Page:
“At an individual level, marriage gives persons something valuable, enhancing the gains they achieve when they venture toward intimacy with another person. At a communal level, the space where law reform works, marriage is a valuable locus of political and social power, a counterweight: without marriage, the force that would expand to control citizens’ private lives is either the state or capital, an unrelenting press of the market. No blithe, freeing, choice-affirming alternative to this extraordinary institution is available.”

 

 

Blessing Same-Sex Unions: The Perils of Queer Romance and the Confusions of Christian Marriage

 

Mark D. Jordan, Asa Griggs Candler Professor of Religion at Emory, jumps into the boiling pot of same-sex marriage in his new book. After explaining how those who oppose same-sex marriage are using carefully selected ideals of Christian marriage rather than historical fact to dominate the debate, he concludes that no matter what the courts do, Christian churches will have to decide for themselves whether to bless same-sex unions. He writes:

“Christian churches should bless same-sex unions. They should do it as a matter of justice, after reading the real signs of the times, with prayerful enthusiasm for the Gospel, and by way of securing some credible future for their marriage philosophy…. Churches will split over the blessings as they have over a hundred other issues, large and small. Church history will then rumble on. Blessing same-sex unions will not by itself either reform or destroy the churches.”

 

 

Marriage, Sex and Family in Judaism

 

Michael J. Broyde, professor of law at Emory and projects director of CSLR, simmers down the issue of diverse marriage practices with his findings from Judaic history. He writes:

“The 2,500-year Jewish law experiment with diverse models of marriage has ended, and reached it zenith, in a boring conclusion – which returns to the mode of Adam and Eve together in the garden with just the two of them building a family…. The lesson this long experiment has to teach American law seems clear. American law started at a point very different from Jewish law: it began with mandatory monogamy.... Over the last century, American law has moved to a sexually freer society, prepared to contemplate diverse models of marriage, from sexual companionship to polygamy and beyond…. What the Jewish experiment … is implicitly saying about such proposals is maybe they are not such a wise idea, even if legally plausible.”

 

 

Inter-religious Marriages Among Muslims

 

Emory law professor and CSLR senior fellow Abdullahi An-Na’im considers the knotty legal, theological, and cultural issues occasioned by marriage between Muslims and non-Muslims. The volume includes local case studies of inter-religious marriage patterns and practices in Senegal, Turkey, and India.

 

 

The Morality of Adoption

 

The U.S. adoption revolution and the ethical issues it presents bubble up in this new book edited by Timothy P. Jackson, CLSR Senior Fellow and  professor of Christian Ethics at Emory. It explores the social-psychological, theological, and legal dimensions of American adoption practices, both positive and negative. In the book’s introduction, Jackson writes:

“We tend to approve adoptions in which like adopts like…. When the similarity is of family, race, religion, ethnicity, or class, there are few objections. When unlike adopts unlike negative judgments are much more prevalent….  Is there any way to decipher why some forms of adoption are or ought to be morally and legally permissible while others are not or ought not to be?”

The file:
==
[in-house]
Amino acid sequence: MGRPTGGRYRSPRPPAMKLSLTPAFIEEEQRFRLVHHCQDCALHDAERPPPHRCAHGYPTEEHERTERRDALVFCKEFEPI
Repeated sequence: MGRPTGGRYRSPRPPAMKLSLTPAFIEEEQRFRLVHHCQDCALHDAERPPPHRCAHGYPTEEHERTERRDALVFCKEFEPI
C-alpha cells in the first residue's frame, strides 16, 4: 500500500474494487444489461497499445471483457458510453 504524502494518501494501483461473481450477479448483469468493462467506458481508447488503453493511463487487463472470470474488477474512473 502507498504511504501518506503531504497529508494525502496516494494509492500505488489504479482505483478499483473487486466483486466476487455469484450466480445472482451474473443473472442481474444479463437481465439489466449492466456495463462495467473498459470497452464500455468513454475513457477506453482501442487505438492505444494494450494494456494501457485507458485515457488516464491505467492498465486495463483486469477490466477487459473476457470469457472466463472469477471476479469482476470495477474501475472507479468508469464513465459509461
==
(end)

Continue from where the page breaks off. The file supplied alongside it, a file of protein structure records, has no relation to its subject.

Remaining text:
Sex, Marriage, and Family in John Calvin’s Geneva Vol 1: Courtship, Engagement and Marriage

 

Witte and Robert M. Kingdon, Hilldale Professor of History at the University of Wisconsin-Madison, take the lid off the sometimes sensational historical evidence found in legal cases and theological texts that evolved into today’s laws on love and marriage in this new book.

“The [16th century] reformers’ new theological and legal system of sex, marriage, and family life was ultimately every bit as sweeping and sophisticated as the medieval sacramental theology and canon law it set out to replace. Accordingly, it stands today as one of the enduring models of marriage and family life in the Protestant world and well beyond.”

 

 

The complete book listing:

 

  • Family Transformed: Religion, Values, and Society in American Life, Steven M. Tipton and John Witte, Jr., eds., Georgetown Press
  • Sex, Marriage, and Family in the World Religions: A Critical Reader, Don S. Browning, M. Christian Green, and John Witte, Jr., eds.; Columbia University Press
  • Covenant Marriage in Comparative Perspective, John Witte, Jr. and Eliza Ellison eds.; Wm. B. Eerdmans 
  • Marriage Proposals: Questioning a Legal Status, Anita Bernstein, ed.; New York University Press
  • Blessing Same-Sex Unions: The Perils of Queer Romance and the Confusions of Christian Marriage, Mark D. Jordan; University of Chicago Press
  • Marriage, Sex, and Family in Judaism, Michael J. Broyde and Michael Ausubel, eds.; Rowman & Littlefield Publishers
  • Inter-religious Marriages Among Muslims, Abdullahi An-Na’im; Global Media Publications, 2006
  • The Morality of Adoption: Social-Psychological, Theological, and Legal Perspectives, Timothy P. Jackson, ed.; Wm. B. Eerdmans 
  • Sex, Marriage, and Family in John Calvin's Geneva I: Courtship, Engagement, Marriage, John Witte, Jr. and Robert M. Kingdon; Wm. B. Eerdmans

Since it began in 2001, the CSLR project on “Sex, Marriage and Family & the Religions of the Book” has sponsored 10 new cross-listed courses, more than a dozen public forums, seven roundtable conferences, and a three-day international conference featuring the work of CSLR senior fellows and another 60 prominent scholars from varying disciplines.

The CSLR, one of The Pew Charitable Trusts' Centers of Excellence, explores the intersection of religious traditions and their influence on law, politics and society. The center offers four joint degree programs in law and religion, 14 cross-listed courses, eight major research projects and dozens of individual and side research projects, several annual public forums, two book series, more than 300 published volumes, a visiting scholars and fellows program, and 75 senior fellows and associated faculty from more than 20 fields of study.